The history of the neon sign industry in the US has not yet been written. What has been written is brief, and mostly focuses on Times Square and Las Vegas, overlooking the realities of the neon industry in other places.
Because neon only began in the US in the 1920s, it's still possible to collect the stories of people whose families have been involved in the industry from the beginning, or near the beginning.
Would you like to contribute your stories, your family's stories, and your business' stories to this history of the neon industry? How long has your sign shop been in the neon business? How long have there been tube benders in your family? How has your shop managed through the changes the industry has faced?
I'm a historical geographer, working with the support of the American Sign Museum on a book that will detail the rich history of this industry in cities and towns all over the country. The book will trace the spread of neon across the US, along with tourism, automobile travel, and highways, to show how neon transformed the American landscape. It will follow the industry from its first bloom in the 1920s and the end of Prohibition, through the Great Depression and the WPA Storefront Modernization program. From the blackouts of WWII to the boom in consumer culture of the prosperous 1950s. From the urban renewal and "Scrap Old Signs" programs of the 1960s-'80s, to the rise of neon art and "retro" neon in the 1980s and '90s. The book will reveal the challenges and synergies the industry has faced with competing technologies -- fluorescents and LEDs, plastic signs and digital message centers -- all have been seen as threats to neon's success and survival, but have also worked together with neon.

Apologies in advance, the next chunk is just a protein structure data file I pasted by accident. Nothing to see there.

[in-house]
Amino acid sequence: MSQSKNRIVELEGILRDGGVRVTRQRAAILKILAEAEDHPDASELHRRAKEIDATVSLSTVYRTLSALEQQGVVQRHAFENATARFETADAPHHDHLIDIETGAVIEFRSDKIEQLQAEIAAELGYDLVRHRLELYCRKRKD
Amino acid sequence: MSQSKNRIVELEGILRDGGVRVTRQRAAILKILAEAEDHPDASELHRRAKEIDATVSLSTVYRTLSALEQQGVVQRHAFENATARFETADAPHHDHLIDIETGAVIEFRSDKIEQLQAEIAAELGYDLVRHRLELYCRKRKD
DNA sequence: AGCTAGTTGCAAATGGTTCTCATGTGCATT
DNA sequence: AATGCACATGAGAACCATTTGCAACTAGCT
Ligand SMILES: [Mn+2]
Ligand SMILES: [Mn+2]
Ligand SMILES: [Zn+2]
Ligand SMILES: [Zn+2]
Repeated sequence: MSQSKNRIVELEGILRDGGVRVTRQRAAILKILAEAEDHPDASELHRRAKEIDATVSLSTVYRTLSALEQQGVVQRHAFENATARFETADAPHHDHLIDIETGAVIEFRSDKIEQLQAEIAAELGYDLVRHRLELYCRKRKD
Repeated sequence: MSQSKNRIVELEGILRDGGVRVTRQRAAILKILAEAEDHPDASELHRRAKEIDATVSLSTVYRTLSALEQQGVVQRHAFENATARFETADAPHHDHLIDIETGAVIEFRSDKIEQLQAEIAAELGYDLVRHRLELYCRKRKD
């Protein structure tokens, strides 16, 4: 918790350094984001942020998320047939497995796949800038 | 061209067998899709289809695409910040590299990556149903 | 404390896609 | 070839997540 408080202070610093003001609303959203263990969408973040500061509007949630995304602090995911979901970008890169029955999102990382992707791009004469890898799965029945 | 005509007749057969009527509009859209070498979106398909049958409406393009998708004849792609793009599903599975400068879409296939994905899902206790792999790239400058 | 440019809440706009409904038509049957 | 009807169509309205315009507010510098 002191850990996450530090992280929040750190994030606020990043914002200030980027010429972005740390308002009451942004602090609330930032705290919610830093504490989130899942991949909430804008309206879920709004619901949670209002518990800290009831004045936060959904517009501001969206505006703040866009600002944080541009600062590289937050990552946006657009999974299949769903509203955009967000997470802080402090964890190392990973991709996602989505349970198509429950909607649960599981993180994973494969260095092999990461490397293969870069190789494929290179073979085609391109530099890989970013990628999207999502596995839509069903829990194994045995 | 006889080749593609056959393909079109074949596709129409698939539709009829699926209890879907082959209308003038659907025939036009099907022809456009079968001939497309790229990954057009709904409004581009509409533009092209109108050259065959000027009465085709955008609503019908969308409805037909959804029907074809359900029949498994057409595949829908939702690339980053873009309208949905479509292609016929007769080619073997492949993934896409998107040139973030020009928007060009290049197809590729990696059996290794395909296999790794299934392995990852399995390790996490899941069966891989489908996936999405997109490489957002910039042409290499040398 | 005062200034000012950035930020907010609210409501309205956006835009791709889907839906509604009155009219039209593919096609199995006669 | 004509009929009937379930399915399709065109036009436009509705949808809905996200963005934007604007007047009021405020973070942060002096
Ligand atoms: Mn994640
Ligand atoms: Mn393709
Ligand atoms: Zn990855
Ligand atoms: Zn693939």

Neon in the US is nearing its 100th birthday. Will it survive to see that day? Let your voice be heard.
If you or someone you know has a long tradition in the neon industry, I'm interested in interviewing you.
Please contact me by email (preferred) at firstname.lastname@example.org, or by phone at 225-937-9371.
Dr. Dydia DeLyser
Associate Professor of Geography
Department of Geography and Anthropology
Louisiana State University